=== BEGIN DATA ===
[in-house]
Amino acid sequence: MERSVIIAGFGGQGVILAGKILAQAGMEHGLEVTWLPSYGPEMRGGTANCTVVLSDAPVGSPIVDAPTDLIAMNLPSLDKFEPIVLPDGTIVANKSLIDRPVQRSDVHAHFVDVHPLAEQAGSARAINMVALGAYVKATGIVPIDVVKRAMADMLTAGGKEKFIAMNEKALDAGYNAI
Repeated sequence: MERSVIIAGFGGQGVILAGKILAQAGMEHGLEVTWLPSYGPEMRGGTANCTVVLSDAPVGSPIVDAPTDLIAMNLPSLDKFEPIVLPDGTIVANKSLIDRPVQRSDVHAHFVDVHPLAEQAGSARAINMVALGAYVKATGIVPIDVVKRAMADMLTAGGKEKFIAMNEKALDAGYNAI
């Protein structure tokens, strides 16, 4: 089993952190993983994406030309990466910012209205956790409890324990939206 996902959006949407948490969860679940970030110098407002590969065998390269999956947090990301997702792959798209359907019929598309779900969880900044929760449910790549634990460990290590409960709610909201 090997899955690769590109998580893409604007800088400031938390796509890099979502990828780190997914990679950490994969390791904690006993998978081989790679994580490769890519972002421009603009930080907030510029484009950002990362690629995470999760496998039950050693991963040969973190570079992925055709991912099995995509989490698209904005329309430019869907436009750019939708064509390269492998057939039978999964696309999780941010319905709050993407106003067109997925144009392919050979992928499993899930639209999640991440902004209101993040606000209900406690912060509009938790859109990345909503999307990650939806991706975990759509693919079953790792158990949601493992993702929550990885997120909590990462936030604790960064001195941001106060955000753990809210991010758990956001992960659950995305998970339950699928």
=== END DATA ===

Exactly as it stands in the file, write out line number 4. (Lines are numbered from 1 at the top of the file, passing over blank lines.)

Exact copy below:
């Protein structure tokens, strides 16, 4: 089993952190993983994406030309990466910012209205956790409890324990939206 996902959006949407948490969860679940970030110098407002590969065998390269999956947090990301997702792959798209359907019929598309779900969880900044929760449910790549634990460990290590409960709610909201 090997899955690769590109998580893409604007800088400031938390796509890099979502990828780190997914990679950490994969390791904690006993998978081989790679994580490769890519972002421009603009930080907030510029484009950002990362690629995470999760496998039950050693991963040969973190570079992925055709991912099995995509989490698209904005329309430019869907436009750019939708064509390269492998057939039978999964696309999780941010319905709050993407106003067109997925144009392919050979992928499993899930639209999640991440902004209101993040606000209900406690912060509009938790859109990345909503999307990650939806991706975990759509693919079953790792158990949601493992993702929550990885997120909590990462936030604790960064001195941001106060955000753990809210991010758990956001992960659950995305998970339950699928």